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First Year Book Examines the Meanings of Exile, Belonging
Cover art and design by Christopher Moisan; photo courtesy of Viet Thanh Nguyen
What does it mean to immigrate to the United States? What does it mean to seek refuge in a strange land?
Such questions are the subject of “The Refugees,” a short story collection by Pulitzer Prize-winning author Viet Thanh Nguyen chosen as the 2018-19 First Year Book by the Office of Undergraduate Studies.
Each year, the university selects one book for all first-year students, providing an opportunity for the university community to look at a topic, issue or experience from a range of different perspectives. The First Year Book is integrated into courses across disciplines and used as the centerpiece for discussion throughout the academic year.
This year’s book selection is part of the Year of Immigration, a university initiative to increase awareness about immigration, global migration and refugees, and to foster a more diverse and inclusive community.
During the 2018-19 academic year, the university will hold a series of events and initiatives focused on the subjects raised by this book, said William A. Cohen, associate provost and dean for undergraduate studies.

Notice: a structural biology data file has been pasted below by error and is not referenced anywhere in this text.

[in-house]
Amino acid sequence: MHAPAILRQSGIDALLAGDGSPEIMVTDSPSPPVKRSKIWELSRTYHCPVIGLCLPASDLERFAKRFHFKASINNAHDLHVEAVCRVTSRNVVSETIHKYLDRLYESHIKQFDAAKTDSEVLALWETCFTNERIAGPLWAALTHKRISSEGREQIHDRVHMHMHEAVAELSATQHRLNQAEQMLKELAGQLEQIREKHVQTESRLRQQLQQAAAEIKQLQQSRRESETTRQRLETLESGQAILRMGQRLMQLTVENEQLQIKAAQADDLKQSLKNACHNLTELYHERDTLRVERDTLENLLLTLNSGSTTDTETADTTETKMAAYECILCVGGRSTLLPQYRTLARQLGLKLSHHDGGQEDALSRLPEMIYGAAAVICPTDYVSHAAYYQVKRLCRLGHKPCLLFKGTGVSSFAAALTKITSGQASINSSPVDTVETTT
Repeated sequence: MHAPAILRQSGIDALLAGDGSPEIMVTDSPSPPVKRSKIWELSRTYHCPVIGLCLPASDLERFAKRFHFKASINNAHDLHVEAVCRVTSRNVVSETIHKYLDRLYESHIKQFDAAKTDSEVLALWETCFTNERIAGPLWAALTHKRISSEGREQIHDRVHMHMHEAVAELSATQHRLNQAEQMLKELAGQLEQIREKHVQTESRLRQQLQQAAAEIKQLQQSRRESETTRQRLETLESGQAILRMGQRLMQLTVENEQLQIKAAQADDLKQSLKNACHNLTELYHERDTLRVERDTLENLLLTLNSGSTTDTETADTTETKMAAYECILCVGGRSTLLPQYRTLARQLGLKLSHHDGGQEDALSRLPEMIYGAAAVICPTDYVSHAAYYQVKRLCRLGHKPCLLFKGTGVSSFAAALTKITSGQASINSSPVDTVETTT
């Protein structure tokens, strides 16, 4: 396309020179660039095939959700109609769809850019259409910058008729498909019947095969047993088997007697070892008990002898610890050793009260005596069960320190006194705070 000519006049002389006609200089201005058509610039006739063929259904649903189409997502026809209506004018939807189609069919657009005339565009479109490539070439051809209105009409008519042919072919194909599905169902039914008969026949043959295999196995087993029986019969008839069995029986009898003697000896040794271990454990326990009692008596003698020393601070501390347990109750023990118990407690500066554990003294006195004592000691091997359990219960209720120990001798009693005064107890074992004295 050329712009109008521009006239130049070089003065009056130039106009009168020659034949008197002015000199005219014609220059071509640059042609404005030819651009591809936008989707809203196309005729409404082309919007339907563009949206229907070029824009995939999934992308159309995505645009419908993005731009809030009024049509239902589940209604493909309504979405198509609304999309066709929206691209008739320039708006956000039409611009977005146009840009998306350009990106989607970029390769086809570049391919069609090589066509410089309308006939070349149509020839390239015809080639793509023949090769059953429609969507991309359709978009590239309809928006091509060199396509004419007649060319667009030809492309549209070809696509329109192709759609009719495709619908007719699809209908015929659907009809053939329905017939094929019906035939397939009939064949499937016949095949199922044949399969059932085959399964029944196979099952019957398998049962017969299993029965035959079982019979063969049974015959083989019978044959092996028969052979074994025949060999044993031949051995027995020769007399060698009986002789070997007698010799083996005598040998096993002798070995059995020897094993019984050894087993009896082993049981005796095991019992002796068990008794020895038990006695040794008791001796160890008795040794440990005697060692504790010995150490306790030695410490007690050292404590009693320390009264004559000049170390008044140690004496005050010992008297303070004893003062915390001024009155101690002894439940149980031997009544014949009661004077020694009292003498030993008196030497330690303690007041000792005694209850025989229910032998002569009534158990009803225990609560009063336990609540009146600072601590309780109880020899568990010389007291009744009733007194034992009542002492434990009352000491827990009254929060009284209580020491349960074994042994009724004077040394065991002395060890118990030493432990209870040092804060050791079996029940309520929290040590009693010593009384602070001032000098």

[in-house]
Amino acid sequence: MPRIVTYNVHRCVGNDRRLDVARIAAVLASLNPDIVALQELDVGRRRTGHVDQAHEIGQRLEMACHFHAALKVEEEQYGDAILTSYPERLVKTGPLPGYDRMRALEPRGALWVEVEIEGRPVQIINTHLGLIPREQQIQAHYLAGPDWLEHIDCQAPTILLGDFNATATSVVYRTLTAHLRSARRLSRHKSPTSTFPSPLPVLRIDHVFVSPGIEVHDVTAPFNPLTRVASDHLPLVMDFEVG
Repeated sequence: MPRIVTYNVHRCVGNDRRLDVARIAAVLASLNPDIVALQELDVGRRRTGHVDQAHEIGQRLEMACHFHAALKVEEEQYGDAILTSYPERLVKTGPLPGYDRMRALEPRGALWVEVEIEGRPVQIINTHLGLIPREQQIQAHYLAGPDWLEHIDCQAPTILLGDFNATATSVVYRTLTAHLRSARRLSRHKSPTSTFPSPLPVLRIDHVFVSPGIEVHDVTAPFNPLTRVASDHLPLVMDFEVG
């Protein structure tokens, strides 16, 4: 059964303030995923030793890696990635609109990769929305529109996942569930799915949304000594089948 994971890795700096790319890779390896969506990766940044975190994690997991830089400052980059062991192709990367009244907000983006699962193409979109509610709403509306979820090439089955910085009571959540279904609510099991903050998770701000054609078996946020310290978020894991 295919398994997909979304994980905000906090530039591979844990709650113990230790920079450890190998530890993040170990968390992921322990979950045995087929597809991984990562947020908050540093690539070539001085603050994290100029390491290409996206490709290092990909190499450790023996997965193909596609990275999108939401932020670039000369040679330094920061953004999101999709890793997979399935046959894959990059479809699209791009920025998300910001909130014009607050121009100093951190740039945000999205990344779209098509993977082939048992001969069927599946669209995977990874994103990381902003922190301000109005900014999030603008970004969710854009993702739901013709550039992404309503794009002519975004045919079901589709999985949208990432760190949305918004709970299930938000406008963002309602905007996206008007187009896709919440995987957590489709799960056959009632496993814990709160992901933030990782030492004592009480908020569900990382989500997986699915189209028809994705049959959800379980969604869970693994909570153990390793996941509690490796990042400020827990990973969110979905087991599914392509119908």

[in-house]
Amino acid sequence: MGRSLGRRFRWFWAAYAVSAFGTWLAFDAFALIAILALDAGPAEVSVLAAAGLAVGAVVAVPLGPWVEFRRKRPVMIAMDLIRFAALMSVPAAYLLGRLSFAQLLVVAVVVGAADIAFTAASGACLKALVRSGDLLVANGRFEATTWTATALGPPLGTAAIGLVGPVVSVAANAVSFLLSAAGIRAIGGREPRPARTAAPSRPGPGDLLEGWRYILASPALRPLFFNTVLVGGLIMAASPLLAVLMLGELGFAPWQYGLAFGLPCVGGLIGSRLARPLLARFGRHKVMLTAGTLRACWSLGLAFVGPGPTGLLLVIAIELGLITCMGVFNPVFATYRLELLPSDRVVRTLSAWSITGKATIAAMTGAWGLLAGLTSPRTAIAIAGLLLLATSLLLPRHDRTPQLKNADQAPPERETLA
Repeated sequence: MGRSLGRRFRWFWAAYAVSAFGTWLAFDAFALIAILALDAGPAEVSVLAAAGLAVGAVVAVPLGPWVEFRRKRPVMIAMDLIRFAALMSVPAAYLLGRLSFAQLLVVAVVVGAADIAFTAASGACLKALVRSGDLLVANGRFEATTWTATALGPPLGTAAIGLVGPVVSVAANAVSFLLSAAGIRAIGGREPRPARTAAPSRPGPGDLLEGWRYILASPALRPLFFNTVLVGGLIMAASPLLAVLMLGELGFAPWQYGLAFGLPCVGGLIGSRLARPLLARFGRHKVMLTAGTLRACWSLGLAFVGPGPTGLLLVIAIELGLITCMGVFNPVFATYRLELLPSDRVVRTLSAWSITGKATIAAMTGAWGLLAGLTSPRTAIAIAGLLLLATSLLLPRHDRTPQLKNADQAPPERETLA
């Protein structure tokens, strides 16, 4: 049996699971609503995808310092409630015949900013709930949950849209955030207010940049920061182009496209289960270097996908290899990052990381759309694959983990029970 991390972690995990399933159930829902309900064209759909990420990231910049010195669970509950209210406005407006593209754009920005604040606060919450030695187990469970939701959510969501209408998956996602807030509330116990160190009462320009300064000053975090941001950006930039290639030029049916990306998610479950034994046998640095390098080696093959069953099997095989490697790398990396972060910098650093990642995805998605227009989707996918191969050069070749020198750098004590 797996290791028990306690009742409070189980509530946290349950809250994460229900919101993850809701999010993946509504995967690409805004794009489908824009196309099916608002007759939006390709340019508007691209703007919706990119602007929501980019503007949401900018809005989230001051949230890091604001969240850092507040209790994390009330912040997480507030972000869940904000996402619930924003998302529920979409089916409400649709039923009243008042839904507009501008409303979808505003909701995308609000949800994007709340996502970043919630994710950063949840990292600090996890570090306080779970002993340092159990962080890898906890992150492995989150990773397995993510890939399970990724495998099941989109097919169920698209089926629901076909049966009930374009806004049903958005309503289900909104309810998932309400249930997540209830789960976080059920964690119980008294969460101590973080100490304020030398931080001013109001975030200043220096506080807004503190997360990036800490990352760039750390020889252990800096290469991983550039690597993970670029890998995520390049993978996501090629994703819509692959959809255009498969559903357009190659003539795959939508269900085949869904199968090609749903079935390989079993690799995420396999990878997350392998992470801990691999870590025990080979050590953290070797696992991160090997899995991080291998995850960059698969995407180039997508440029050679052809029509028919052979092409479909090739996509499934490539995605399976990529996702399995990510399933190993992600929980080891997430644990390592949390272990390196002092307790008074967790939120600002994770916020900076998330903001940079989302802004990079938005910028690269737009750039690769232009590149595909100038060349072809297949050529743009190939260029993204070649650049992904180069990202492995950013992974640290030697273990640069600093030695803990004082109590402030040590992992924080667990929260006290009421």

“I look forward to robust discussions about immigration, global migration and refugees, and about how these issues impact our university, the nation and the world,” he said.
Nguyen, who was born in Vietnam, fled to the United States with his family in 1975 after withdrawal of U.S forces and the fall of Saigon. After moving around the United States, the family settled in Southern California. Now a professor of English, American studies and ethnicity at the University of Southern California, Thanh focuses in his fiction on the sorrow of displacement and exile while exemplifying themes of homeland, belonging and empathy.
Nguyen’s book will help students discuss the foundational role of immigration in the nation’s history in more depth than much of the current highly politicized discourse, says Lisa Kiely, assistant dean for undergraduate studies.
“We wanted a book that makes students think and expands their perspectives,” she said. “We’re all coming from different backgrounds with different views on a variety of subjects—so how do we discuss them civilly? Being able to do this is a value here at Maryland.”
As part of the College of Arts and Humanities Dean’s Lecture Series, Nguyen will address the campus at 5:30 p.m. Oct. 23 in the Clarice Smith Performing Arts Center. At 10 a.m. Oct. 24 in Tawes Hall, the author will talk with Michael Collier, director of the MFA Program in Creative Writing. Both events are co-sponsored by the Department of English’s Bebe Koch Petrou Lecture Fund.
Faculty and staff may pick up a copy of the book in 2110 Marie Mount Hall. New students will receive the book in the fall. For more information, visit fyb.umd.edu.
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